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Excellencies, ladies and gentlemen,
A very warm welcome to this meeting on the gender dimensions of terrorism and violent extremism. I am pleased to convene this meeting side-by-side with my cohosts, Phumzile Mlambo-Ngcuka and Sanam Anderlini.
A particular welcome to partners from civil society. Every day, you are working courageously towards a world free from violence fuelled by extremist ideologies.
Women and girls have been both victims and perpetrators of terrorism. But women have also been among the first to raise the alarm and urge action to prevent and counter terrorism and violent extremism.
We are here today to discuss how can foster a better understanding of the gender aspects of terrorism and violent extremism. Because we need these insights – and we need women toparticipate. This is the only way we can get the whole picture. To complete our analysis. To arrive at sound solutions.
The statistics are clear. Terrorism and violent extremism have been on the rise globally. But the figures themselves do not tell the individual stories of the suffering of innocent people. They do not reflect the horror and despair experienced by the victims of terrorism and their families. The shock and the fear that we feel when we hear of these attacks. The threat terrorism poses to our way of life.
As governments, we have a clear responsibility to fight terrorism and intensify our efforts to prevent violent extremism. However, this cannot be done in isolation. Partnerships are paramount to our success.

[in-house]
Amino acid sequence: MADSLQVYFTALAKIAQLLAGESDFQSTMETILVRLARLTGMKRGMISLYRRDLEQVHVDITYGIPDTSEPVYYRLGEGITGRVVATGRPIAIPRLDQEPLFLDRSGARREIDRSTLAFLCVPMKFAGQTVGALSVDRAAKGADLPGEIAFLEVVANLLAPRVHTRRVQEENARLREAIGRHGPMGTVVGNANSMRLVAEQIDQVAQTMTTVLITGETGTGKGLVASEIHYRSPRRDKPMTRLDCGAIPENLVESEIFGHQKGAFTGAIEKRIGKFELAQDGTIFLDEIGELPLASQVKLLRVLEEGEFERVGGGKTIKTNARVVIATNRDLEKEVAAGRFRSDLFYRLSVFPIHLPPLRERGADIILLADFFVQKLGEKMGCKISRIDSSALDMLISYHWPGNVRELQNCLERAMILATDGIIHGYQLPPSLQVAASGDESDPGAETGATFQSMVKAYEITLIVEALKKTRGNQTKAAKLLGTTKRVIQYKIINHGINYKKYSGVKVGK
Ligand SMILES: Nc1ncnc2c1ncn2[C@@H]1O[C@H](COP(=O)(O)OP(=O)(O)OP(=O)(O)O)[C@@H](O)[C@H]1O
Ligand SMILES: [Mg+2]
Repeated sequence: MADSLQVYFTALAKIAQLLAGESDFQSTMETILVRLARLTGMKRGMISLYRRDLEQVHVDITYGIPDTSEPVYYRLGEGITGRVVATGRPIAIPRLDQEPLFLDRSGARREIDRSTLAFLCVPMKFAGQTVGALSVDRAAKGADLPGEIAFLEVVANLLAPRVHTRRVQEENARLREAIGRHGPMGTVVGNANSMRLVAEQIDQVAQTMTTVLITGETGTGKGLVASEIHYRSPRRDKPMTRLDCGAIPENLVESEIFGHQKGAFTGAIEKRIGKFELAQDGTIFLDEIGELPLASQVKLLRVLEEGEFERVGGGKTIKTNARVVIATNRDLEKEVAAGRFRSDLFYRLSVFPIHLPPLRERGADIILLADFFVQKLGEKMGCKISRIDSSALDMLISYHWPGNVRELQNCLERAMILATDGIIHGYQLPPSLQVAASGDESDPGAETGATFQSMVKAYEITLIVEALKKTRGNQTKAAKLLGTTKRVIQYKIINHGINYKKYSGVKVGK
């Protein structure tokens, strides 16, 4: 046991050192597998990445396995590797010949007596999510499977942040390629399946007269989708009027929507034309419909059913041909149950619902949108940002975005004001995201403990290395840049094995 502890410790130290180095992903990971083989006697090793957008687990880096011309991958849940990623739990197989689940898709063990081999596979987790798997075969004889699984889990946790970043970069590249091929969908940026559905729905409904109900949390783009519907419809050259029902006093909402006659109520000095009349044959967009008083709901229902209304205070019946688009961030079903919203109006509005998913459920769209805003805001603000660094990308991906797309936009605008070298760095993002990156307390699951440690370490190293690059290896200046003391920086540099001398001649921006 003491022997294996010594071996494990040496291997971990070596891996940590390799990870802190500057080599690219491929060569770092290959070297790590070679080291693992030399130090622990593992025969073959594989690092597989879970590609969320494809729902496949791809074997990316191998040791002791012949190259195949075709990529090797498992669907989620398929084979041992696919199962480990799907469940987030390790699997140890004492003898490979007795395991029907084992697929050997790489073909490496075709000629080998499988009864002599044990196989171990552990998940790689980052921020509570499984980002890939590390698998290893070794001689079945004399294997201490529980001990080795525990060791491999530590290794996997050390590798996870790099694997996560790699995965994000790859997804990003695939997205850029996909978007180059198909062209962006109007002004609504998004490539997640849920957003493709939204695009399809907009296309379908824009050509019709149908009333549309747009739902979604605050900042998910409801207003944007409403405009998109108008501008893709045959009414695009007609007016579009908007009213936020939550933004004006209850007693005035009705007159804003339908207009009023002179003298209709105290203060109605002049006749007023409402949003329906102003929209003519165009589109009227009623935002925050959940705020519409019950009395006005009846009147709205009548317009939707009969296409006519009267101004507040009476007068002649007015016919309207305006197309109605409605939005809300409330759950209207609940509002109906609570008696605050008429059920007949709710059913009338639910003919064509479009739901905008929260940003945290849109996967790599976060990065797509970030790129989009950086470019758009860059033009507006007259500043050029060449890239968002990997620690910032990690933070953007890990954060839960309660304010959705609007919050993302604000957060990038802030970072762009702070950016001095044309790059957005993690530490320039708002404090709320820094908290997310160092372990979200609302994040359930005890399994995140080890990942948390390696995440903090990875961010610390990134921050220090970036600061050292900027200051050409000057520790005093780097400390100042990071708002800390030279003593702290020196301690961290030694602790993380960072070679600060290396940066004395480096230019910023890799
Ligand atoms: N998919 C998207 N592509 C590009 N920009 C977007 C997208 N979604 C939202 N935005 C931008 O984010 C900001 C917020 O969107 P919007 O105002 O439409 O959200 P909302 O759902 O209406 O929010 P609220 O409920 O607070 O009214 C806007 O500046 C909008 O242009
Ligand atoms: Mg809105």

We need to work closely with civil society, with women, with youth, with faith leaders, and with local communities. This was the clear message from the Leaders’ Summit on Countering ISIL and Violent Extremism held here in New York last year. Just one year after it was formed, the Women´s Alliance for Security Leadership (WASL) is already a force to be reckoned with. WASL is an independent alliance of women-led civil society actors working for peaceful societies – and against all forms of extremism. I am pleased to announce that Norway has just signed a two-year agreement with WASL.
Similarly, I am pleased to announce that Norway has just signed an agreement with the production company FUUSE and Deeyah Khan.
The importance of gender has been underscored in the documents that guide our efforts. The Security Council adopted resolution 2242 on women, peace and security in October last year, and the General Assembly endorsed the Secretary-General´s Plan of Action for Preventing Violent Extremism in June earlier this year.
During today’s meeting, we will hear brave female leaders share experiences of preventing and countering threats. And jointly we will identify concrete solutions that will strengthen our efforts. In order to succeed, we need to listen to the women and men in civil society who are working on the ground to prevent and counter violent extremism.
Along with WASL, it is a great pleasure to launch a mechanism that will help us do just that – by providing a space for regular exchange of experiences and ideas between women´s organisations and governments. By launching the mechanism – the Global Solutions Exchange on Preventing and Countering Violent Extremism – we are creating a vital tool to overcome the violence and hatred of our adversaries. I look forward to listening to the discussion.